Contortion is closely tied to hand balancing in many ways. Good flexibility is needed for hand balancing. And the most contortionist acts you’ll see a variety of handstands.
Now I have no plans to become a contortionist, but perhaps we can learn a thing or two from their training. And if you are working to become a contortionist yourself, then you may find these videos and articles even more useful.
Here is a video that shows some contortion training.
I especially like the feat at the end where she is picked up while in the extreme backbend.
Probably the biggest part of contortion training is in developing a very flexible back. In this video you can see many back bending skills. Of course, you’ll also require very flexible hips legs, arms and more.
This video also speaks to the value of a good coach. With the right tips and technique, you should be able to see big improvements in your skills, in contortion and in hand balancing, or any other skills.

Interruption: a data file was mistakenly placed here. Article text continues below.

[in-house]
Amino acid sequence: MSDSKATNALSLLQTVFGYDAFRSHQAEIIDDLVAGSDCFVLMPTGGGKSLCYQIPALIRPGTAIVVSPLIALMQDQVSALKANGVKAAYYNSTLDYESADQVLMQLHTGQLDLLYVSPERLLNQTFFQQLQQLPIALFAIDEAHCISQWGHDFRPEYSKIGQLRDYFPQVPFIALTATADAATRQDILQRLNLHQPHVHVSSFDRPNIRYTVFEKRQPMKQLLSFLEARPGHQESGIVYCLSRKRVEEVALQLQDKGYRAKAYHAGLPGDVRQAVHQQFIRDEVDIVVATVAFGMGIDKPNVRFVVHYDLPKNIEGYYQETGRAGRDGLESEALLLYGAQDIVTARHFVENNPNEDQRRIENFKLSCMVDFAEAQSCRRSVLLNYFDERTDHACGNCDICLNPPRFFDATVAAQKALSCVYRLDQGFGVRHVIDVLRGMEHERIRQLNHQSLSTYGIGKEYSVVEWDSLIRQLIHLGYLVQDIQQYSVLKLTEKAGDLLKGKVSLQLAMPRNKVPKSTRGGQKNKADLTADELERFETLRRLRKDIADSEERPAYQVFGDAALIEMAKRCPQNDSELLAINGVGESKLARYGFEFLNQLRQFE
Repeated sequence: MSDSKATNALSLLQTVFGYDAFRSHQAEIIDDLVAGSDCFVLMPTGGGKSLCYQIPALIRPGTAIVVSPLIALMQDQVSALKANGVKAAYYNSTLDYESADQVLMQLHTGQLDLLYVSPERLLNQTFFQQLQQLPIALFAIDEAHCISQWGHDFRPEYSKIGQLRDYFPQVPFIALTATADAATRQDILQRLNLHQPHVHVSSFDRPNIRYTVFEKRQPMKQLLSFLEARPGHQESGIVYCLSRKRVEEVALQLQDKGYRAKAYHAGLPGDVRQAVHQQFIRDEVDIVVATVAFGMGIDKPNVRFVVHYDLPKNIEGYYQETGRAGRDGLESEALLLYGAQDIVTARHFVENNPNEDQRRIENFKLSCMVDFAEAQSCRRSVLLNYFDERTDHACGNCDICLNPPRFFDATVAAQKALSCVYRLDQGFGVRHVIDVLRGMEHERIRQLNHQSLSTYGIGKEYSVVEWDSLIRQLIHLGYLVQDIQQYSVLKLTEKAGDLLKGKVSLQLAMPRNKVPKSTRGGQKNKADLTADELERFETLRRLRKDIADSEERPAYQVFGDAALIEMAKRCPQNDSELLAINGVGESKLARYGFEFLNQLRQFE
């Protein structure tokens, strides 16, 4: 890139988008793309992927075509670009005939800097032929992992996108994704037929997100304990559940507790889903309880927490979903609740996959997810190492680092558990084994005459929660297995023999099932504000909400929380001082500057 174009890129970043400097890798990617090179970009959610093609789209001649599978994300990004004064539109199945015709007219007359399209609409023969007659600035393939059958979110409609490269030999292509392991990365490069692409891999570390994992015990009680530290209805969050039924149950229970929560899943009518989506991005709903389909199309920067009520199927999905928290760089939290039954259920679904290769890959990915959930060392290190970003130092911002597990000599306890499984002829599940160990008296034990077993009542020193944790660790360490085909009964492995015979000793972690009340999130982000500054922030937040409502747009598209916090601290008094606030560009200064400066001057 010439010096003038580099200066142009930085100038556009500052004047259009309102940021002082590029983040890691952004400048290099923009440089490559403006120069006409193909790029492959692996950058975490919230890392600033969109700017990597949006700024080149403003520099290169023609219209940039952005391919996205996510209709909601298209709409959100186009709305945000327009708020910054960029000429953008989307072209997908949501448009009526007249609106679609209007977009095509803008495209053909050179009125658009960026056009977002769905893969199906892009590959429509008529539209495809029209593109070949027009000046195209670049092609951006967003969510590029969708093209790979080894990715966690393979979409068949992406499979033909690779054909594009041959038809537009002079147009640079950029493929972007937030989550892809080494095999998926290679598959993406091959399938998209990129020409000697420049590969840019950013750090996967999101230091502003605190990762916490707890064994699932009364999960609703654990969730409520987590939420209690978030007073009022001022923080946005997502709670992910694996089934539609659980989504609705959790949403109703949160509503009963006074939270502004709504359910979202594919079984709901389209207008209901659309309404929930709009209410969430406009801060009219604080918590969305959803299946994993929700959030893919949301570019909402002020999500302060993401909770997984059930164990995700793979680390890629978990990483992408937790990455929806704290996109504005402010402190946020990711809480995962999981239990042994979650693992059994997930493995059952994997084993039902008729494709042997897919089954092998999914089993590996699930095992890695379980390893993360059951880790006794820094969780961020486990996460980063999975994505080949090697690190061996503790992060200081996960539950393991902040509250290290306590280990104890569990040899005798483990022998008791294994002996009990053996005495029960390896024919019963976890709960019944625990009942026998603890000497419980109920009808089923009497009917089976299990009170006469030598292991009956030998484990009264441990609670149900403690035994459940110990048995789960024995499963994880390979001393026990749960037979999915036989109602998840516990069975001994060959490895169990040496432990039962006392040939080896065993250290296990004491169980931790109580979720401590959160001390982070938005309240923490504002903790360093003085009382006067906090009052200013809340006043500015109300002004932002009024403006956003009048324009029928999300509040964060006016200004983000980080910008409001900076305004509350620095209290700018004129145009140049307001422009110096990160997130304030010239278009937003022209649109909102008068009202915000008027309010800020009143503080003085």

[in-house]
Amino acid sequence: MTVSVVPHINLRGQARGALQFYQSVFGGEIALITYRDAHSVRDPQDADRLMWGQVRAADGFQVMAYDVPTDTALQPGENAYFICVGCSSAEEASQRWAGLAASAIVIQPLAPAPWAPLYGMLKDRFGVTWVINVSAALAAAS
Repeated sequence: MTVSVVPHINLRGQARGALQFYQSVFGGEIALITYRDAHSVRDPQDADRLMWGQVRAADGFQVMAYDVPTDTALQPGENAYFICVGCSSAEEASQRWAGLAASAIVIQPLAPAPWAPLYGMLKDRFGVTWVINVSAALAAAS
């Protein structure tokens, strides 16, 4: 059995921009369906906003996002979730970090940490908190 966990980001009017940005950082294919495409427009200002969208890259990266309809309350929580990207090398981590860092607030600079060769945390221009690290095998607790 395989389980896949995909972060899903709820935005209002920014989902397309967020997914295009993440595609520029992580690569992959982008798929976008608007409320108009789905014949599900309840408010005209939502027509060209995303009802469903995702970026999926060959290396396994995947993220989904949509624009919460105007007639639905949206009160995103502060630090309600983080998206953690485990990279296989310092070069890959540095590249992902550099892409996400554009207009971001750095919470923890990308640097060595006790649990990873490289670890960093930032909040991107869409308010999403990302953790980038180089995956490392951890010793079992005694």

For more basic flexibility training, that the everyday person requires, click here.
What is your take on extreme flexibility and its effects on strength?
A specific example would be how training for the flexibility of a back bend like a contortionist like in the video above and the back strength of a power lifter in the dead lift OR even an oldtime strongman with complex motions like the bent press / steel scrolling etc. Starting with a high level of strength and with the focus of strength first and foremost.
I do not have much concern of being too stiff as I can palm the floor with straight legs and I can full back bend, but increasing my flexibility past that does not seem necessary, but rather seems intriguing.
Some flexibility is needed to be strong but going to far with it, may actually diminish the strength you can have, or so I’ve heard. In contortionist training the ligaments are stretched to the point where they are longer and thus wouldn’t be able to exert as much strength.
Thanks, I guess it comes down to which one you favor making more progress in.